Mr Ernest Iwu 78 6/7 Post Bowel
Resection Waiting to be transferred to rehab for further strength conditioning prior to returning to his independent living unit. Vitals have been stable and patient requires minimal assistance with activities of daily living.
Alex feels overwhelmed with the admission, discharge and post-operative patients. He is unsure how he will cope with the rest of his shift. Alex has not looked after a patient with end-stage-liver-failure-before but he decides he must push on, and soon it is time for handover.
At handover, Alex realises that after he had given Ms O’Sullivan an antiemetic, he had set the observation machine to take automatic observations. However, he had forgotten to go in and check this patient for the last 3 hours. Alex has not yet completed the admission documentation for Mr Maple. The nurse he his handing over to rolls her eyes when this information is handed over. Additionally, he has not completed any of his patient notes on the computer on wheels (COWS) machine. Alex stays 30 minutes after the end of his shift to complete his work.
Following his shift
On his commute home, Alex feels really stressed and is not sure if Ms O’Sullivan has experienced any post-op complications. He is frustrated with himself that he may have missed other things this shift and that he had to stay late to finish his patient notes. At home, he spends some time reflecting on his shift and plans to ask his nurse preceptor for any advice/tips on their next shift together.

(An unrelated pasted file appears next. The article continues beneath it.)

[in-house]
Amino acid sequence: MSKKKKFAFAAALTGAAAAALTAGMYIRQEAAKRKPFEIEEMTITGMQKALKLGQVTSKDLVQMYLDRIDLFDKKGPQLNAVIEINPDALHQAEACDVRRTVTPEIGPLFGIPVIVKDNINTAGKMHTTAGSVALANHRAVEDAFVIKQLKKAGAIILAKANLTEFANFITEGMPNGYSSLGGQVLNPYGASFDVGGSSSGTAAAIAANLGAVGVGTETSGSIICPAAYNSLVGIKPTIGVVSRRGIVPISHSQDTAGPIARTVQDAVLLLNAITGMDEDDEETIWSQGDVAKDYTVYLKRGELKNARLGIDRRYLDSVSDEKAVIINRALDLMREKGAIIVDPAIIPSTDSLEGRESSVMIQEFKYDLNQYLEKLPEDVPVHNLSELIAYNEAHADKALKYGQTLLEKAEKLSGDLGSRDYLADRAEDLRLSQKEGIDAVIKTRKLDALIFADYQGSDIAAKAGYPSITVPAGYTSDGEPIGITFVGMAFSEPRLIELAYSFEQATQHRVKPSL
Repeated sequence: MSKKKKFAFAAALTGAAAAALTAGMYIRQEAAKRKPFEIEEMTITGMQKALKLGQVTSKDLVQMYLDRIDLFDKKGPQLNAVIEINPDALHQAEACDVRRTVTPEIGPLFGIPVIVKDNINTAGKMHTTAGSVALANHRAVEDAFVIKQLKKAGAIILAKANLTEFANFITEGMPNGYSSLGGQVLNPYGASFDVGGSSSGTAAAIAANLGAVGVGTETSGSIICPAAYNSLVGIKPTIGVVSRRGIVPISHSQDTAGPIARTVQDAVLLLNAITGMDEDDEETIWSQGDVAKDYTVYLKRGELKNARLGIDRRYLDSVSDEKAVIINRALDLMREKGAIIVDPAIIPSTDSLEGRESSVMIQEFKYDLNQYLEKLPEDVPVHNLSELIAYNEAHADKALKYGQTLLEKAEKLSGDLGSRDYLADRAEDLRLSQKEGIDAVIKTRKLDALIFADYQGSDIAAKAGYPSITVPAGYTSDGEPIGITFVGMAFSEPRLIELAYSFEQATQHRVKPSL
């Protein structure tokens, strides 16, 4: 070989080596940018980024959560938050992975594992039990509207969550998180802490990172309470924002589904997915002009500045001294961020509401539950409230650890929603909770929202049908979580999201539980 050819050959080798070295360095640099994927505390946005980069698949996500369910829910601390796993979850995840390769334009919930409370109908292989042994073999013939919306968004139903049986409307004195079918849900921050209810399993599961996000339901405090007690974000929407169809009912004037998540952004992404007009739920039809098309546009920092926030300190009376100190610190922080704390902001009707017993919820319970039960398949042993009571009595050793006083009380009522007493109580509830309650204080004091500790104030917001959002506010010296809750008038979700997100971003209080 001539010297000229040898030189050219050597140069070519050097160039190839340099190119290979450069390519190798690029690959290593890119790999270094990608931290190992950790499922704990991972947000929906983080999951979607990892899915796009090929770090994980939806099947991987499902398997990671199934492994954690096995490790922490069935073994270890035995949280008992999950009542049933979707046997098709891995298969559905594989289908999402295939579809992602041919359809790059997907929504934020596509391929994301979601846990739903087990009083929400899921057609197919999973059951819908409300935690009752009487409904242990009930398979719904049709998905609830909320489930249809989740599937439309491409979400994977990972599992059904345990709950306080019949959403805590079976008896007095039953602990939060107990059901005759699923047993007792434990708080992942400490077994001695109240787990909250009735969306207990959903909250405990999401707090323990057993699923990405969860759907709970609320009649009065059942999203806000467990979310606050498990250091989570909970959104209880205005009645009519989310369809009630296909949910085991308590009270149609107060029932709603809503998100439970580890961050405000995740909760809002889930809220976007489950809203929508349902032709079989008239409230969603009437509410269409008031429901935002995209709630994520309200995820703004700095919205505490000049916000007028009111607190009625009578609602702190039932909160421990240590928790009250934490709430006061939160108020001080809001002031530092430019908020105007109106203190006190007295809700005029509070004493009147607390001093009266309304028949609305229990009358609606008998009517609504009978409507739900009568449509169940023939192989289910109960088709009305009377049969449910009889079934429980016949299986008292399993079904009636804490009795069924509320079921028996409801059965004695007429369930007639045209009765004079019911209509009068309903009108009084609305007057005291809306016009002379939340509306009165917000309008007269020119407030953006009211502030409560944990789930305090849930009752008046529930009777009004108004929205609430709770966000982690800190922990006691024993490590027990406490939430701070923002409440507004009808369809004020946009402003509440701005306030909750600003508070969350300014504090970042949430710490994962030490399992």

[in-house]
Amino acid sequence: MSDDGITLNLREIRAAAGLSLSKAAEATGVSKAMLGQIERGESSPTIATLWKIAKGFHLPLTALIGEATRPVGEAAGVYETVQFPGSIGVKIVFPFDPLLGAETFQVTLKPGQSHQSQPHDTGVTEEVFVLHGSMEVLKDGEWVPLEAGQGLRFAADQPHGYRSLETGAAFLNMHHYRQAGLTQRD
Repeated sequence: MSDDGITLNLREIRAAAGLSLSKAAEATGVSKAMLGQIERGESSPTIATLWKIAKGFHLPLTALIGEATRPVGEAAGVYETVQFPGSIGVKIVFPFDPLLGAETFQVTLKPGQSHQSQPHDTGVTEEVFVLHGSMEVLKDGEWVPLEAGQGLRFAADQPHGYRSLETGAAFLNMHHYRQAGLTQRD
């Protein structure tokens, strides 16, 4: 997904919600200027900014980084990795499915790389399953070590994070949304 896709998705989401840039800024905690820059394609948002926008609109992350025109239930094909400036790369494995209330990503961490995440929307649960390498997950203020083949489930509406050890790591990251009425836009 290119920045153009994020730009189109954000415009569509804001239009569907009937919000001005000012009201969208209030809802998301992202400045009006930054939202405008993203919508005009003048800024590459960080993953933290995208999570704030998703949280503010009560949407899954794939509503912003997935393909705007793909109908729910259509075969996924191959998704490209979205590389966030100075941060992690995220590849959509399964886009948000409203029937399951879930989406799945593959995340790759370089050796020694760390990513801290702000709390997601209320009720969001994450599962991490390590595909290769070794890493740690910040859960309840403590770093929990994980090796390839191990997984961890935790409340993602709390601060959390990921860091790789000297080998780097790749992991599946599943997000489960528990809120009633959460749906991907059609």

Assessment Task 2
Alex appears to be struggling during his clinical shift. He also seems to be having difficulty maintaining a work/life balance. Critically analyse the case study to help you answer the following essay questions.
1. Determine and justify whether the graduate RN met (or did not meet) their role and responsibilities as an RN during his shift. Support your discussion with at least two (2) of the Nursing and Midwifery Board Australia (NMBA) Registered Nurse Practice Standards (2016) (LO1 & 3).
2. Construct at least three (3) recommendations as to how the graduate RN could have undertaken this shift differently. Consider in your discussion the knowledge, skills and attitudes inherent in the RN role, including utilisation of technology and teamwork skills, and support your discussion with literature (LO2, 3, 5 & 6).
3. Transitioning from student to Graduate Registered Nurse can be difficult. Construct at least two (2) evidence-based strategies that could be implemented to promote resilience, build capacity, and support work/life balance during the graduate RN’s transition period (LO3, 4, 5).
• Word limit is 1800 words (+/- 10%), including the introduction and conclusion.
• Paper to be written in essay format, must answer the above questions, and should be written in academic writing style (not first person). You may use headings.
• Ensure you consider the AT2 Rubric, Appendix 2 in the Unit Outline, when undertaking this assessment task.
• Submit your paper to Turnitin by the due date.